Follow us on Facebook Follow us on Twitter Watch us on Youtube Join the Archive Mailing List Read our Blog

Passing Through  /  When It Rains

Passing Through (1977)
December 10, 2011 - 7:30 pm
Larry Clark, Ted Lange.

New print!

Directed by Larry Clark

Eddie Warmack, an African American jazz musician, is released from prison for the killing of a white gangster. Not willing to play for the mobsters who control the music industry, including clubs and recording studios, Warmack searches for his mentor and grandfather, the legendary jazz musician Poppa Harris. Director Larry Clark's film theorizes that jazz is one of the purest expressions of African American culture, embodying the struggles of generations of Blacks going back to slavery times, but now hijacked by a white culture that brutally exploits jazz musicians for profit. The opening seven-minute credit sequence is accordingly an homage to jazz and jazz musicians, privileging the raw energy of the music, while the concert footage appears virtually abstractly as a riot of blues, reds and whites. The film repeatedly returns to scenes of various musicians improvising jazz, as well as flashback scenes (in black-and-white) in which Poppa teaches Warmack to play saxophone, leading a French critic to call Passing Through “the only jazz film in the history of cinema.”

It is the Africanism of Poppa, as the spiritual center of Passing Through, that ties together Black American jazz and the liberation movements of Africa and North America. In the early flashback sequences in sepia, Clarence Muse appears in African dress and teaches saxophone under the sky. Poppa teaches Warmack that the music comes from the soil, from the earth, leading Womack to bury his saxophone to improve his playing. The film’s final montage incorporates shots of African leaders with a close-up of Poppa’s eye and close-ups of Black hands holding the soil, thus semantically connecting jazz, Africa and the earth in one mystical union, and by extension justifying the liberation of the earth through violent struggle, whether in Africa or Los Angeles.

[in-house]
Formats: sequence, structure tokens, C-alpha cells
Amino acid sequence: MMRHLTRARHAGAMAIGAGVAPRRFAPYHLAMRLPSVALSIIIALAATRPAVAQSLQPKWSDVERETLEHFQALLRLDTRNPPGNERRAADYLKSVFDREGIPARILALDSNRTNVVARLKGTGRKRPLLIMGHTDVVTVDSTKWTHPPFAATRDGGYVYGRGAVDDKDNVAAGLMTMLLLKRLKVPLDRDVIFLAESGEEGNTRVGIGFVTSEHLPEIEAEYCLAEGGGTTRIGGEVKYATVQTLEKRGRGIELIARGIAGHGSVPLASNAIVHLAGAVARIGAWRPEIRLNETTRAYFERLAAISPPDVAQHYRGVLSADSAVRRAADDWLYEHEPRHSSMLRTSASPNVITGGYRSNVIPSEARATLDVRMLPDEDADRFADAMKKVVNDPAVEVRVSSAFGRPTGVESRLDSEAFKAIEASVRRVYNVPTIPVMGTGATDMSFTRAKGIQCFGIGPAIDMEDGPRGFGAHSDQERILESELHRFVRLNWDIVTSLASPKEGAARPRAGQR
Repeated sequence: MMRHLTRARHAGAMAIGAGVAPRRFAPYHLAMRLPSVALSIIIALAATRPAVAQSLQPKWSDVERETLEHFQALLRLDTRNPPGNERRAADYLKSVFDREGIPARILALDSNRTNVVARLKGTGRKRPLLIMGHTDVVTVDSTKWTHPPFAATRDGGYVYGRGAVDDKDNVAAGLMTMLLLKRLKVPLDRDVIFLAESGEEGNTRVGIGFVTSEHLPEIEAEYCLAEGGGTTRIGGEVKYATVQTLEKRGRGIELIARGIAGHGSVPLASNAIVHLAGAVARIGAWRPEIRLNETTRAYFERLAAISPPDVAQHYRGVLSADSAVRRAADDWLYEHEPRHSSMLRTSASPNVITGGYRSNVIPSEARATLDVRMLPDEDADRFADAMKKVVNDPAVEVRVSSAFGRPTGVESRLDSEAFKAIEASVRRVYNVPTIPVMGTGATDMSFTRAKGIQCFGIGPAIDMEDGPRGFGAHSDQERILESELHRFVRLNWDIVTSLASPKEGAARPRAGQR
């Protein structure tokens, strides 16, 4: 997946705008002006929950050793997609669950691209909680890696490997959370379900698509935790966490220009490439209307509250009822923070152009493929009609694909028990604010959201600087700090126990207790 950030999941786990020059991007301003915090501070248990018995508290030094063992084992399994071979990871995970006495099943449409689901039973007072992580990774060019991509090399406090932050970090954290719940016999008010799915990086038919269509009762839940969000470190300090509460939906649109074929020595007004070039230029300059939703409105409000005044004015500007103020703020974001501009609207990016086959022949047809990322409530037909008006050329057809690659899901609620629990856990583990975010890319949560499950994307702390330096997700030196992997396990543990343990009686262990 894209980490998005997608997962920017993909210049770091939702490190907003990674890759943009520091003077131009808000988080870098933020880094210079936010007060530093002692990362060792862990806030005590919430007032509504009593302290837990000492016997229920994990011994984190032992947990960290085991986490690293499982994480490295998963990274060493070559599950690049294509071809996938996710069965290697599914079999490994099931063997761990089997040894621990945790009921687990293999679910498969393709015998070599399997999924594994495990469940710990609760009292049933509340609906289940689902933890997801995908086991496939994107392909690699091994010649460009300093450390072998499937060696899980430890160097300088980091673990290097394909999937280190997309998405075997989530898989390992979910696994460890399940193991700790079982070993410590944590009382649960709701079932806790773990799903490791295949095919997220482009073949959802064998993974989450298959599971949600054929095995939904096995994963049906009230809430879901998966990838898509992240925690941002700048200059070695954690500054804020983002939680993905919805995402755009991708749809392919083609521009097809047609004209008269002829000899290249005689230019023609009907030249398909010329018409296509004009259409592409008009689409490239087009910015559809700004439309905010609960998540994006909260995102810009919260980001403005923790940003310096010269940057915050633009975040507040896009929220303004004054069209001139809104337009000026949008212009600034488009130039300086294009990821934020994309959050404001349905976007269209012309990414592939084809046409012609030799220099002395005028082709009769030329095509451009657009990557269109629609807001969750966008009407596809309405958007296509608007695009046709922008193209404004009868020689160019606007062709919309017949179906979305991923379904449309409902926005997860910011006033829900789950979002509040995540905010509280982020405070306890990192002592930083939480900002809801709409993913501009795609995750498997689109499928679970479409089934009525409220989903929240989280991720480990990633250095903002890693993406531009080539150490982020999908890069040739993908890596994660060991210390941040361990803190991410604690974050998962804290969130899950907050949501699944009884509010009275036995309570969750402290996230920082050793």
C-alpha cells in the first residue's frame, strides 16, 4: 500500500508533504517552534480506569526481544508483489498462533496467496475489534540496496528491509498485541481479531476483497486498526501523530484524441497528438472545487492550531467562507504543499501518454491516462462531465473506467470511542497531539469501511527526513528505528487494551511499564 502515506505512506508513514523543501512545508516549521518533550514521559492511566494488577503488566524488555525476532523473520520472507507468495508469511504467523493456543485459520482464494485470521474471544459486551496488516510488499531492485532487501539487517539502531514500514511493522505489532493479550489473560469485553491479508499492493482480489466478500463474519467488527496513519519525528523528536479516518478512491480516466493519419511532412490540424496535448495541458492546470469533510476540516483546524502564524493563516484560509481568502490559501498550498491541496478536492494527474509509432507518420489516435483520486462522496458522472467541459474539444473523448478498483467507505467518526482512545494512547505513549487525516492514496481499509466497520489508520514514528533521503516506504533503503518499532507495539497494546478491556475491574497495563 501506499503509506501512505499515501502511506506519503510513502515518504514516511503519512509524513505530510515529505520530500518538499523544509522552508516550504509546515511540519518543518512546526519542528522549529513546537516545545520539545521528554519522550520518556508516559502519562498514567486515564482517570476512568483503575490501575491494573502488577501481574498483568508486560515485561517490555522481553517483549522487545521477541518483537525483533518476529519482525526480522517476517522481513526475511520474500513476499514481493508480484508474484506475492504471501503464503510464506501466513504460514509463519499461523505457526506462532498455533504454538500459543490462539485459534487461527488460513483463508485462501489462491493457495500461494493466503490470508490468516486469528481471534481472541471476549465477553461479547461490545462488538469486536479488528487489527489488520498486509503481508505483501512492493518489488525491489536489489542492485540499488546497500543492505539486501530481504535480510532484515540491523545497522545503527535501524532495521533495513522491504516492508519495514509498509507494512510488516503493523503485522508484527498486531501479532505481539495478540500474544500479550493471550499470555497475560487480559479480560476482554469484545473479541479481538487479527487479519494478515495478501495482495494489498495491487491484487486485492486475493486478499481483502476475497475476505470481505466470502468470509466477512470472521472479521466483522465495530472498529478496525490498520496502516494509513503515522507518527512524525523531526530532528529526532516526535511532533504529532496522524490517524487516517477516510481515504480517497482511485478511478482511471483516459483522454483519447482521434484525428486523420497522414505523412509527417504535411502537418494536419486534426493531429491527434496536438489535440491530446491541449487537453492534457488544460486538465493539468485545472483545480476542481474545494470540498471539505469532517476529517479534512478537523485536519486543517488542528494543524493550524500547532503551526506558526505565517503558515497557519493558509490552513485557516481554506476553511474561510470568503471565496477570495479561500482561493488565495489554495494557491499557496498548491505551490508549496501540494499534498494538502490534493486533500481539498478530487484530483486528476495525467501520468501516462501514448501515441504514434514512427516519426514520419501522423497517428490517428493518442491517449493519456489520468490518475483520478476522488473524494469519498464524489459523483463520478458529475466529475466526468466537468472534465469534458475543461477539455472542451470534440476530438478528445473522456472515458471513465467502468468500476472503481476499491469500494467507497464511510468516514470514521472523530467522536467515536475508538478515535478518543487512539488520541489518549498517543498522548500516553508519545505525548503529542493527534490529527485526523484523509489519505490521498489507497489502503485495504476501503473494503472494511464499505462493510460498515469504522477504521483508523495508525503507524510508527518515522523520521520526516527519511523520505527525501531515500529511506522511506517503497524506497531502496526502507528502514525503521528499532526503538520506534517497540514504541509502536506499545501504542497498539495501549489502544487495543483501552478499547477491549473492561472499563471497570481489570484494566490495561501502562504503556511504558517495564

Clark completed the film while participating in the fellows program at the American Film Institute. The film’s world premiere took place at “Filmex,” the Los Angeles Film Festival in 1977, subsequently won a special jury prize at the Locarno Film Festival (Switzerland) and played film festivals in Edinburgh (1978), Perth (1978) and Moscow (1979).

—Jan-Christopher Horak

Producer: Larry Clark. Screenwriter: Larry Clark, Ted Lange. Cinematographer: Roderick Young, George Geddis. Editor: Larry Clark. Cast: Nathaniel Taylor, Clarence Muse, Pamela Jones, Johnny Weathers, Della Thomas.

35mm, color, 111 min.

Scheduled to be preserved from the original 16mm color reversal A/B rolls and the original 16mm magnetic soundtrack by UCLA Film & Television Archive’s Media Licensing and Digital Initiatives department. Laboratory services by Point 360, UCLA Film & Television Archive, Audio Mechanics and DJ Audio.

Preceded by:

When It Rains (1995)

Directed by Charles Burnett

On New Year’s Day, a man tries to help a woman pay her rent and learns a lesson in connecting with others in a community. Ayuko Babu, founding director of the Pan African Film Festival of Los Angeles, assumes the lead role in a pleasingly empathic reading. —Shannon Kelley

Leapfrog Production. Producer: Chantal Bernheim. Screenwriter: C. Burnett. Cast: Ayuko Babu, Kenny Merritt, Charles Bracy, Soul, R. Ray Barness.

16mm, color, 13 min.